Since 1984, a total of 297 people have been trained to lead socio-therapy / art therapy  groups. Since 1984, close to 100 different art therapy self-awareness groups have been organized, with over 900 participants. Our groups were held within a variety of areas - in schools, workplaces, social institutions, cultural/ community centres, civic associations. Since 1984 the number of our art therapy therapeutic groups has been close to 180, involving more than 2100 participants, who were helped with resolving their psychological problems. Our groups ran in a wide range of health and social institutions - psychiatric departments, psychotherapeutic departments, paediatric and disabled homes, elderly care facilities, child protection institutions.

 

MMSZKE is involved with the implementation of grants dealing with art therapy self-awareness and healing groups. We are active participants of Hungarian art therapy scene. We have organized several exhibitions from art therapy works. Our members participate in art therapy higher education. MMSZKE is a member of EFAT - The European Federation of Art Therapy for Individual Practitioners and Professional Associations.

English language contacts:

Marietta Gargya gargyamarietta@gmail.com  +36304276584

Maja Bumberák majazofi@gmail.com +36306247488

 

 

Mission statement of socio-therapy

 

Socio-therapy contributes to the development of an open and accepting society. Socio-therapy and community-building groups serve to prepare people for a life void of labelling, where they can attain personal fullness, and where individual and communal cultural diversity is respected within society. Further aim of socio-therapy is for people to develop from the state of labelling and “learned inability”, to one of self-identity and personal “competence”.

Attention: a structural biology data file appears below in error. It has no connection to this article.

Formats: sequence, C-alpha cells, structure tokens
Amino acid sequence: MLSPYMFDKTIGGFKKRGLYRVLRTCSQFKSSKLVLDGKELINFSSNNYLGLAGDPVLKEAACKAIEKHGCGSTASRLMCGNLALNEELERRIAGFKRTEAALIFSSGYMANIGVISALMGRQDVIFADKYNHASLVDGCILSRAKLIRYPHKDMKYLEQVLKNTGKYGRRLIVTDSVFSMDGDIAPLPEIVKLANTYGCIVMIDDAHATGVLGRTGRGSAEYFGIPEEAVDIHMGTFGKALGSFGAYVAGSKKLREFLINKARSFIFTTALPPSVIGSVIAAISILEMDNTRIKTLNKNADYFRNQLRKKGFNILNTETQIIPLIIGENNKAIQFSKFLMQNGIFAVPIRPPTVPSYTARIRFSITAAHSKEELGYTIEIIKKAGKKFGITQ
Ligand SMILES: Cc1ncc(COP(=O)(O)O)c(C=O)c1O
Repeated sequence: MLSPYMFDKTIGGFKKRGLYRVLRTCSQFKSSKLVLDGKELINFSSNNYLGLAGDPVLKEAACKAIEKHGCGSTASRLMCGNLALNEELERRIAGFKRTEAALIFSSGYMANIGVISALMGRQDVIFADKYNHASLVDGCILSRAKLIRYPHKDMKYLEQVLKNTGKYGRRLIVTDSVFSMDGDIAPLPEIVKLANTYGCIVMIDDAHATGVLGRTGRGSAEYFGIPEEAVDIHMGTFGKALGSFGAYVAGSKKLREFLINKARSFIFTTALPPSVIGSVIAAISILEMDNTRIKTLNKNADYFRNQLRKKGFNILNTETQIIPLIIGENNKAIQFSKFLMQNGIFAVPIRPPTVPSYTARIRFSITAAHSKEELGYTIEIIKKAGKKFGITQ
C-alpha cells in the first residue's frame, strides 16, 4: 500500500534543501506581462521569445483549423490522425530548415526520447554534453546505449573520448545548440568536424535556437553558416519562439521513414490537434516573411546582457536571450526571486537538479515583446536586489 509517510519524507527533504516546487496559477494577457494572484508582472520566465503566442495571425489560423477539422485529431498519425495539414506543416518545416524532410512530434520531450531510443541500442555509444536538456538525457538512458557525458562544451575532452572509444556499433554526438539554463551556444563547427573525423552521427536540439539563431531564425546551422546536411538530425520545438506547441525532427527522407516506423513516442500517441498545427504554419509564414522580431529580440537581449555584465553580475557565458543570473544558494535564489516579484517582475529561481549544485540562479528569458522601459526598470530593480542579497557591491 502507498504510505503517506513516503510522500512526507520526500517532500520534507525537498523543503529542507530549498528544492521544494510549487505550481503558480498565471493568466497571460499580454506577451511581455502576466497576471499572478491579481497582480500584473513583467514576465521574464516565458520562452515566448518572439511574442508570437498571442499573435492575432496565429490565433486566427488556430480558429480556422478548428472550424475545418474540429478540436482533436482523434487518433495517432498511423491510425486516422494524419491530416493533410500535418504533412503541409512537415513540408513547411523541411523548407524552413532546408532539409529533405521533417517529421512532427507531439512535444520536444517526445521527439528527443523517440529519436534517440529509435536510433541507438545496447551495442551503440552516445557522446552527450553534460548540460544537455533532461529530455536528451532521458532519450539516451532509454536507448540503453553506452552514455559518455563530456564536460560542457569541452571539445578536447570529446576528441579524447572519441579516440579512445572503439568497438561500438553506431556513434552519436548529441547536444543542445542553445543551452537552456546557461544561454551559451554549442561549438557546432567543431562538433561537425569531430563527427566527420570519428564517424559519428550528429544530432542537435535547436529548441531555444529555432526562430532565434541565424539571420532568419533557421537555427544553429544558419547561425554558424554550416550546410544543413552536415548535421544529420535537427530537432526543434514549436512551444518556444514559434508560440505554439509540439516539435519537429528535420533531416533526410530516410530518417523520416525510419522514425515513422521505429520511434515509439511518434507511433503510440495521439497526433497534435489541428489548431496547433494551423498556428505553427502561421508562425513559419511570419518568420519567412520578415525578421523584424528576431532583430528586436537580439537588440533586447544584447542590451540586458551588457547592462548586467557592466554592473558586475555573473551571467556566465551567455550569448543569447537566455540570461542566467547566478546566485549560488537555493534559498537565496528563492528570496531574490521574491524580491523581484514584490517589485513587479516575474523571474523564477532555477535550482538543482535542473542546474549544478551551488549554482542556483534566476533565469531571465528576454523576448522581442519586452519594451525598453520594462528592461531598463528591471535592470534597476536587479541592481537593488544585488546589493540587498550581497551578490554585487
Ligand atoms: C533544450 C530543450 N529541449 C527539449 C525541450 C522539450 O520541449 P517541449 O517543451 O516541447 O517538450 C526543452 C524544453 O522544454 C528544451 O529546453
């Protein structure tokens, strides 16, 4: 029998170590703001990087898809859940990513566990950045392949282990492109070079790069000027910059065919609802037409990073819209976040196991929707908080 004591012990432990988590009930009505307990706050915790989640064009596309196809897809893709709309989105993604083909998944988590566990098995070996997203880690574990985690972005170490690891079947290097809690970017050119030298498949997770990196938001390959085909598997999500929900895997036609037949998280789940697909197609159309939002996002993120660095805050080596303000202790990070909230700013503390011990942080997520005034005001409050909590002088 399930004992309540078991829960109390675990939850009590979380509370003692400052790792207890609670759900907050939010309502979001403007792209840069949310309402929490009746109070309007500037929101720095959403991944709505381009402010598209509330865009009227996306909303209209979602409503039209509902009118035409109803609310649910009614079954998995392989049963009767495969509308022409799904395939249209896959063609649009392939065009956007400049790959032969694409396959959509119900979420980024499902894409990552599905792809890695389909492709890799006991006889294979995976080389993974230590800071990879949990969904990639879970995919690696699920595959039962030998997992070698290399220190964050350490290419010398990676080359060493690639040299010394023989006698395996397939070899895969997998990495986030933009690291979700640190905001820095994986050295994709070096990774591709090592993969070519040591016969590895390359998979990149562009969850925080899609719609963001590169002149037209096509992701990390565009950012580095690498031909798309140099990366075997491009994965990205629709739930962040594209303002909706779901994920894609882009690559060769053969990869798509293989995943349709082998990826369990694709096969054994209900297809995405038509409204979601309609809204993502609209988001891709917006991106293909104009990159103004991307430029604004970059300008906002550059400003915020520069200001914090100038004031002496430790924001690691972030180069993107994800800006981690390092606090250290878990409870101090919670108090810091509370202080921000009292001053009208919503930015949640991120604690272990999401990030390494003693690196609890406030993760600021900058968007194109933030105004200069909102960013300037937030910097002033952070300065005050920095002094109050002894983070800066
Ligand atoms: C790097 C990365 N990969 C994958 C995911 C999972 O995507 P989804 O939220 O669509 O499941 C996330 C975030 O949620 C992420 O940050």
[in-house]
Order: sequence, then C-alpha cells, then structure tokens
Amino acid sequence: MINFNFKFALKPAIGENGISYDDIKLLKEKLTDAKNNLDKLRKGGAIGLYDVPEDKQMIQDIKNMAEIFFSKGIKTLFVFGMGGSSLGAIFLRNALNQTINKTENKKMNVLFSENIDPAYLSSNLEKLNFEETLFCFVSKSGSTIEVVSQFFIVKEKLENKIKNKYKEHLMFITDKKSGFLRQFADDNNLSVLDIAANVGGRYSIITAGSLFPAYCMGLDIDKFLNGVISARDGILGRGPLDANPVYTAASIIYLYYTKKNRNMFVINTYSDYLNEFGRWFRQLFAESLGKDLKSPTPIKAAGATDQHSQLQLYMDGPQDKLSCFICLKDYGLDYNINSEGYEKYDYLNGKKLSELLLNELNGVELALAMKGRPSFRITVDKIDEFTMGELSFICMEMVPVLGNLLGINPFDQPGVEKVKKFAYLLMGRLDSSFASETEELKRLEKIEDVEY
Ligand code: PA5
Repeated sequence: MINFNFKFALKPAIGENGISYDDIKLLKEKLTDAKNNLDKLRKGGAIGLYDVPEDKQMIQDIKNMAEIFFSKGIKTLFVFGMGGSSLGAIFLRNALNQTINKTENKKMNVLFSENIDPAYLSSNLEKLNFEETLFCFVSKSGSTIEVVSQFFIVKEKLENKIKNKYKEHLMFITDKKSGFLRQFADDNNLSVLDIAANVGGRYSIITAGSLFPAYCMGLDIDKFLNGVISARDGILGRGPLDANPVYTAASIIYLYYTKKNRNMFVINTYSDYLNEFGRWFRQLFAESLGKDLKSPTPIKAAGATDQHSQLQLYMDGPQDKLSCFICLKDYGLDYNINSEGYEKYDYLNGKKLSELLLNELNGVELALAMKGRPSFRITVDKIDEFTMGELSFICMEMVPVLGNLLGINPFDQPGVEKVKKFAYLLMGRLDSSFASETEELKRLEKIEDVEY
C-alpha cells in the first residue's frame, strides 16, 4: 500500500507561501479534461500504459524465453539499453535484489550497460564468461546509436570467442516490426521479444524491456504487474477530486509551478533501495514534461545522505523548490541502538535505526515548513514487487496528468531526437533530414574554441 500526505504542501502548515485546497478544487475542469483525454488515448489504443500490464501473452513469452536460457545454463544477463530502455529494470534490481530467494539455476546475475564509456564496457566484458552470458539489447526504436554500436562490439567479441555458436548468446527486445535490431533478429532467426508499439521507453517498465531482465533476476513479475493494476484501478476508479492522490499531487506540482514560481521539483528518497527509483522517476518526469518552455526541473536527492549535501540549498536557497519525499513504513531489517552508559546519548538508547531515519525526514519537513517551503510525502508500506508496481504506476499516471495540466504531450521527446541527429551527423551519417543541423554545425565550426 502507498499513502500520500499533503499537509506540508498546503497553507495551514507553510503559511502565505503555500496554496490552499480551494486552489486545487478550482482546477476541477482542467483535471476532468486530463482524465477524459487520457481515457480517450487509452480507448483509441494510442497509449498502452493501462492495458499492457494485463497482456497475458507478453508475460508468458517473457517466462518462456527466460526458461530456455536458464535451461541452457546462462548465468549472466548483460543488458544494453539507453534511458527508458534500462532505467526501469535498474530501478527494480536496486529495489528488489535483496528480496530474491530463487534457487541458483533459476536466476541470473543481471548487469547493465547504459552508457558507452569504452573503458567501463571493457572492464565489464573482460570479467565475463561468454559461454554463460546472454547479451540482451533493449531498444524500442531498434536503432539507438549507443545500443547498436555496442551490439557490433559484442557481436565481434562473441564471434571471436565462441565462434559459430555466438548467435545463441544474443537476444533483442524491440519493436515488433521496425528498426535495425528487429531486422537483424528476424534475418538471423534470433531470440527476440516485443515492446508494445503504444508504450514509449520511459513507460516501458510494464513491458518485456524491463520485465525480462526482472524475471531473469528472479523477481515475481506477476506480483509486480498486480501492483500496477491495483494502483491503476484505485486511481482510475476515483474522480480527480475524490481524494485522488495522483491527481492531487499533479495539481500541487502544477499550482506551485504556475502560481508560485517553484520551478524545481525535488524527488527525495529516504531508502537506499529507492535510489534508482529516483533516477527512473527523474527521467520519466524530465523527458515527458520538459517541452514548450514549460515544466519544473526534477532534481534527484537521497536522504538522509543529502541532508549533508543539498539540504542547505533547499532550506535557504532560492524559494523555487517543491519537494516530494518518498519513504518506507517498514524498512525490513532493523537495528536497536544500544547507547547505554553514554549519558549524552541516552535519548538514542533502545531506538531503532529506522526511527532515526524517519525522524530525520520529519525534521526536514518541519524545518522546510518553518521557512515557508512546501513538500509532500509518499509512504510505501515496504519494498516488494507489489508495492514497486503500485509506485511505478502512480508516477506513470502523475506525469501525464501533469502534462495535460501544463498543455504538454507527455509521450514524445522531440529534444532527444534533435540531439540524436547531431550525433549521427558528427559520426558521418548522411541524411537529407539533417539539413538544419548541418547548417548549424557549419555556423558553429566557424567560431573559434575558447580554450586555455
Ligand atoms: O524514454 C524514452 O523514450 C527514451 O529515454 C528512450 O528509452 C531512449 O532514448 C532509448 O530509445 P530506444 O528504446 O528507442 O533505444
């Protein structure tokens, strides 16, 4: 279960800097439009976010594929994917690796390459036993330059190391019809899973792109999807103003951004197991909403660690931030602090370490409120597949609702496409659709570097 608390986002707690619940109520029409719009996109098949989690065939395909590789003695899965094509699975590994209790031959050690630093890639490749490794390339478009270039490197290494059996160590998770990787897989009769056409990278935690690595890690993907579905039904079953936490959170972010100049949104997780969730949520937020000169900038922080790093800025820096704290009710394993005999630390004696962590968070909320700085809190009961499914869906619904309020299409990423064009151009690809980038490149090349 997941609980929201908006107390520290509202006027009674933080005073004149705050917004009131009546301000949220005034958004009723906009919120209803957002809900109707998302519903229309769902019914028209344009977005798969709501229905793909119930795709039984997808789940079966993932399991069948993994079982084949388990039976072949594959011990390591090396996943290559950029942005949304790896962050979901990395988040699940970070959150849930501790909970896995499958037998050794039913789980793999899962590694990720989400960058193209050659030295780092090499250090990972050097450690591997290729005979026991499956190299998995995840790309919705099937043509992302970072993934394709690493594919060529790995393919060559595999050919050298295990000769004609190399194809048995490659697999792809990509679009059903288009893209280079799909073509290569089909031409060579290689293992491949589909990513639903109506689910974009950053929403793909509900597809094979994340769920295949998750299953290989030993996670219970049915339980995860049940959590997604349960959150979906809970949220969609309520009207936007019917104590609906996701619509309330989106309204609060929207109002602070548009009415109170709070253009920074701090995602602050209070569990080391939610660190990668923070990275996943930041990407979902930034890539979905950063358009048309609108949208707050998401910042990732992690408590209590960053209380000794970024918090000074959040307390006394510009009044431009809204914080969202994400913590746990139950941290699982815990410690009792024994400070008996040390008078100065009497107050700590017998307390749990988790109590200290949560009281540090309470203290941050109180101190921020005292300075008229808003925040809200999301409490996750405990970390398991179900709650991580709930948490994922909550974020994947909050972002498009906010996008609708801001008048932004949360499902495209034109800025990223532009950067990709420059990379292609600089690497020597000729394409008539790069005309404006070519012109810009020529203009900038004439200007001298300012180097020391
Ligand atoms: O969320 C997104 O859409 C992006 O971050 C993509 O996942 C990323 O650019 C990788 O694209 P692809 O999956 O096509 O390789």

The tools of socio-therapy and community-building are the groups created in the institutions providing our social environment (schools, workplaces, cultural and community centres), complemented by civil society, as well as the various clinical institutions, all of which can contribute to the workings of an open and tolerant society. Further tools of socio-therapy are the complex art-therapy methods, empowerment-techniques, as well as community-building and democracy enhancing communal action.

The art-therapy group methods used within socio-therapy provide an opportunity for gaining self-knowledge, for a life lived according to a consciously chosen system of values (both on an individual, as well as a community level), as well as that within our own experiences everyone’s personal psychological functioning, their values, and lifestyles – independent of mainstream social norms - be liveable, understandable and recognised as legitimate. Thus the effects of groups organised in the prevention phase can preclude that people be labelled or considered ill because their life-styles deviate from that of the majority. The group enables people to autonomously represent their own system of values and style of life, while at the same time tolerating and understanding other views of life -  and being able to experience the basic operation of a multi-cultural society. Through the functioning of the group one can experience the emancipating affect and the joy of being within a unlabbeling and tolerant environment.

The empowerment-techniques used in our socio-therapy groups aid familiarisation with the diversity of life-styles, and the various social techniques used for transmitting these, they also help the understanding of the psychological and social modes of action involved with the representation of personal value systems. Understanding of the process of „socialisation into learned inability” is special psychological focal-point, as is the capacity of the individual to transform themselves from a state of inability to becoming active in shaping their environment and society. Through empowerment we can strive towards becoming self-conscious active individuals, who in partnership and though the recognition of personal dignity are capable of joint action and co-operation within the community.

Through group-guidance and community-building education, socio-therapy aims to train group-leaders through whom this approach and outlook can become accessible and liveable for more and more people.